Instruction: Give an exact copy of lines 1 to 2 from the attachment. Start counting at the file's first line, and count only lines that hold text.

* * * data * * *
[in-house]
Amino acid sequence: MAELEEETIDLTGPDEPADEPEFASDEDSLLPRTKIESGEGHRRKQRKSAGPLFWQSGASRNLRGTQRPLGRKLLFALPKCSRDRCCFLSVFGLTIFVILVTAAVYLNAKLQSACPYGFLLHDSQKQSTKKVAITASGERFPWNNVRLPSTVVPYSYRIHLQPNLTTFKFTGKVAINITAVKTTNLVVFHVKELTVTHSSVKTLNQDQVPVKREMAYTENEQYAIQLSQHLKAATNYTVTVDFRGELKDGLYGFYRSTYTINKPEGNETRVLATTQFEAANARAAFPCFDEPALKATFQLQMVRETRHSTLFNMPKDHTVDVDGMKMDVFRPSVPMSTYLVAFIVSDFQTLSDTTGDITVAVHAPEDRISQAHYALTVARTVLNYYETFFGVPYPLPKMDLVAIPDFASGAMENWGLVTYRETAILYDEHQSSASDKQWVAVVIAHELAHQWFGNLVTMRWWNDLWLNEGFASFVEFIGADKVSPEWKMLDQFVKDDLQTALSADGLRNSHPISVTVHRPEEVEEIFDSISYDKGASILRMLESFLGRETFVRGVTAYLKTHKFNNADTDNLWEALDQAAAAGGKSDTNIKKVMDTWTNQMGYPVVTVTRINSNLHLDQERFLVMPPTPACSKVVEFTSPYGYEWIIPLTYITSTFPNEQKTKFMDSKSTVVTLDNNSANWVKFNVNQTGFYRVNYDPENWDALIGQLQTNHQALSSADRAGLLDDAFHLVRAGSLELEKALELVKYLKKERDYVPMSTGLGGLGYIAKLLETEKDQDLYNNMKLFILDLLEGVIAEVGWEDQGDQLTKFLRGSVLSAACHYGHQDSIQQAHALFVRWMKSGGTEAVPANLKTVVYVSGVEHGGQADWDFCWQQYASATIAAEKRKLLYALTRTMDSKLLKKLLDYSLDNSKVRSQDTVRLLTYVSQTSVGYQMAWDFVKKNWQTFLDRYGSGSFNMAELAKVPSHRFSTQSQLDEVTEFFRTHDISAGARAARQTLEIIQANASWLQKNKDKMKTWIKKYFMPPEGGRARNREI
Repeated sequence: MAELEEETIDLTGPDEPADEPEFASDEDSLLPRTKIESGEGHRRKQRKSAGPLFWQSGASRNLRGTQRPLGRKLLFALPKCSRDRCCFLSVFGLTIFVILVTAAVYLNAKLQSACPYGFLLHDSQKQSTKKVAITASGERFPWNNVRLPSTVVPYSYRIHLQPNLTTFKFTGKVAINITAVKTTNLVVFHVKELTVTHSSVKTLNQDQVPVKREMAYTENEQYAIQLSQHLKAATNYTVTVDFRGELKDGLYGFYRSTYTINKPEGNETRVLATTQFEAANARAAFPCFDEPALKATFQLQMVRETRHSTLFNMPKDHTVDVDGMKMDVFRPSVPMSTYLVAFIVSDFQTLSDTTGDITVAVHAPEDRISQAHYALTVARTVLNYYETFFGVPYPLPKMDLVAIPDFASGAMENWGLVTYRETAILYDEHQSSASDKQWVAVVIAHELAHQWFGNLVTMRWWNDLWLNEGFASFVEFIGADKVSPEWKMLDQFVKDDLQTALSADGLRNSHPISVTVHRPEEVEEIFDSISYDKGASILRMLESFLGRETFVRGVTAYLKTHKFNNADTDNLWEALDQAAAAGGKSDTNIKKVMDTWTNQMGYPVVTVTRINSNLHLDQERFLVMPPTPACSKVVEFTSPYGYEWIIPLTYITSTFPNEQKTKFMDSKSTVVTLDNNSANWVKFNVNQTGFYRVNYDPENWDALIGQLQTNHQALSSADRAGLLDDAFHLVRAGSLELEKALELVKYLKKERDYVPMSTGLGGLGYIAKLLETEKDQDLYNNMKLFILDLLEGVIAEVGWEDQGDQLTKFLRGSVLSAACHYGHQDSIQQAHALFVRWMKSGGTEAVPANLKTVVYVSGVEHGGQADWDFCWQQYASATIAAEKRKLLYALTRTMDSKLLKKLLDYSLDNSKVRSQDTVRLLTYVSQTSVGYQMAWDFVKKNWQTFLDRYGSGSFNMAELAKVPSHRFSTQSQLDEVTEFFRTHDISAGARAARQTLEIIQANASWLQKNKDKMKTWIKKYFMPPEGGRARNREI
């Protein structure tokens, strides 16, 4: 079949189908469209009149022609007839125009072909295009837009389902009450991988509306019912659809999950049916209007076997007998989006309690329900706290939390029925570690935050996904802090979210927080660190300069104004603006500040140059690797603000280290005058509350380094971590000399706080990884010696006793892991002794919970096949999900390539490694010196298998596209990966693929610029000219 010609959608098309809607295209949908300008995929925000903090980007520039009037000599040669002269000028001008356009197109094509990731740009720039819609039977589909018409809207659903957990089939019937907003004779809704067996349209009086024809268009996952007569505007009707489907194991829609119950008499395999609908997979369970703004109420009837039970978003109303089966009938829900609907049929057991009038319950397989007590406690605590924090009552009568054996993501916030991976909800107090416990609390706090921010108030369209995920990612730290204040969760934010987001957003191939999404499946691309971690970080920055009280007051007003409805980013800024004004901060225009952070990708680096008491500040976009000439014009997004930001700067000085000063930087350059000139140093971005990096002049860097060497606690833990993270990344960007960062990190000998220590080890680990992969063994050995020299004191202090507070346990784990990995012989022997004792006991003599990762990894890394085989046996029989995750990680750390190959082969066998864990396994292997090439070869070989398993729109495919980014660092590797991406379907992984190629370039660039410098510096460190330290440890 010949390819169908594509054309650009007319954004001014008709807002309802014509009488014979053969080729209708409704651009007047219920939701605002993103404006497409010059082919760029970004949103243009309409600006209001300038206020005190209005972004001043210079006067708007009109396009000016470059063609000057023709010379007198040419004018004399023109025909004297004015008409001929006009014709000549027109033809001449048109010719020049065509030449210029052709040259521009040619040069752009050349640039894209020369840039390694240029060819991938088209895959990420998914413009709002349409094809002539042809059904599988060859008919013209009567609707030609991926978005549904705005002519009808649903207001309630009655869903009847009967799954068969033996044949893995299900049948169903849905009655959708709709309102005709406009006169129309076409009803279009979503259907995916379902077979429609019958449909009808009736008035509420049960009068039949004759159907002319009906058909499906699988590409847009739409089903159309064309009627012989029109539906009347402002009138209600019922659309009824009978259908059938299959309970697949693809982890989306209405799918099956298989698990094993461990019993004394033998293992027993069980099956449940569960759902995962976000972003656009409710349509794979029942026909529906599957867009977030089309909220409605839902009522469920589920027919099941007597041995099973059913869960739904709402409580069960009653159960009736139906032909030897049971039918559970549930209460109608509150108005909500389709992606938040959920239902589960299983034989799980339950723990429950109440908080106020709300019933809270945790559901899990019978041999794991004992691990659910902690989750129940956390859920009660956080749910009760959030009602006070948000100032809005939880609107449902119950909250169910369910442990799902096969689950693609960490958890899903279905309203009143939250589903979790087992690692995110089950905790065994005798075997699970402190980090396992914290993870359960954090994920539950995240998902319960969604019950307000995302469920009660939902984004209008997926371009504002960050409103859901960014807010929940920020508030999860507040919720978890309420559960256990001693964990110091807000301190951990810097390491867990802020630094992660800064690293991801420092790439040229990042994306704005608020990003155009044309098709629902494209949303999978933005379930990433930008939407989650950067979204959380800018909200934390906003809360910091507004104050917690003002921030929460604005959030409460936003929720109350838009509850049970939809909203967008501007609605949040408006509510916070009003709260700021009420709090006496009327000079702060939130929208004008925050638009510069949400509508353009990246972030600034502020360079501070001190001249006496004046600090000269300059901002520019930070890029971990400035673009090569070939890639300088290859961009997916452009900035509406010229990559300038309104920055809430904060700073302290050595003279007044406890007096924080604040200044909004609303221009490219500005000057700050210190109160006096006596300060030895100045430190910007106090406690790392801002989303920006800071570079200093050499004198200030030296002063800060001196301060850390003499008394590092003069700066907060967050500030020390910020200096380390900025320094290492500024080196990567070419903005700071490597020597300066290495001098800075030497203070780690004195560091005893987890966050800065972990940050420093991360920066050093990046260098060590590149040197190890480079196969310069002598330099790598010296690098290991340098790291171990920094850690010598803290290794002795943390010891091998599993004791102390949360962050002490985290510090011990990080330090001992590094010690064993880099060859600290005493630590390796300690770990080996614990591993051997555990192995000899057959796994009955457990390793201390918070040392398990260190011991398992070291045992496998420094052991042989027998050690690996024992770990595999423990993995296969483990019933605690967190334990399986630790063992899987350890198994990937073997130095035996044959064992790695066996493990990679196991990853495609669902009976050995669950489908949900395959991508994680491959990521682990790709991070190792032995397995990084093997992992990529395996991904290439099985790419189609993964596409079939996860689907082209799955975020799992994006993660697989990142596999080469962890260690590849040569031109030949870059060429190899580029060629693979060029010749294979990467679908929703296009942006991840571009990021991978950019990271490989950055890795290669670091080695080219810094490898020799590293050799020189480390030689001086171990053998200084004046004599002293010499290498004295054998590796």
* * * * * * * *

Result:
[in-house]
Amino acid sequence: MAELEEETIDLTGPDEPADEPEFASDEDSLLPRTKIESGEGHRRKQRKSAGPLFWQSGASRNLRGTQRPLGRKLLFALPKCSRDRCCFLSVFGLTIFVILVTAAVYLNAKLQSACPYGFLLHDSQKQSTKKVAITASGERFPWNNVRLPSTVVPYSYRIHLQPNLTTFKFTGKVAINITAVKTTNLVVFHVKELTVTHSSVKTLNQDQVPVKREMAYTENEQYAIQLSQHLKAATNYTVTVDFRGELKDGLYGFYRSTYTINKPEGNETRVLATTQFEAANARAAFPCFDEPALKATFQLQMVRETRHSTLFNMPKDHTVDVDGMKMDVFRPSVPMSTYLVAFIVSDFQTLSDTTGDITVAVHAPEDRISQAHYALTVARTVLNYYETFFGVPYPLPKMDLVAIPDFASGAMENWGLVTYRETAILYDEHQSSASDKQWVAVVIAHELAHQWFGNLVTMRWWNDLWLNEGFASFVEFIGADKVSPEWKMLDQFVKDDLQTALSADGLRNSHPISVTVHRPEEVEEIFDSISYDKGASILRMLESFLGRETFVRGVTAYLKTHKFNNADTDNLWEALDQAAAAGGKSDTNIKKVMDTWTNQMGYPVVTVTRINSNLHLDQERFLVMPPTPACSKVVEFTSPYGYEWIIPLTYITSTFPNEQKTKFMDSKSTVVTLDNNSANWVKFNVNQTGFYRVNYDPENWDALIGQLQTNHQALSSADRAGLLDDAFHLVRAGSLELEKALELVKYLKKERDYVPMSTGLGGLGYIAKLLETEKDQDLYNNMKLFILDLLEGVIAEVGWEDQGDQLTKFLRGSVLSAACHYGHQDSIQQAHALFVRWMKSGGTEAVPANLKTVVYVSGVEHGGQADWDFCWQQYASATIAAEKRKLLYALTRTMDSKLLKKLLDYSLDNSKVRSQDTVRLLTYVSQTSVGYQMAWDFVKKNWQTFLDRYGSGSFNMAELAKVPSHRFSTQSQLDEVTEFFRTHDISAGARAARQTLEIIQANASWLQKNKDKMKTWIKKYFMPPEGGRARNREI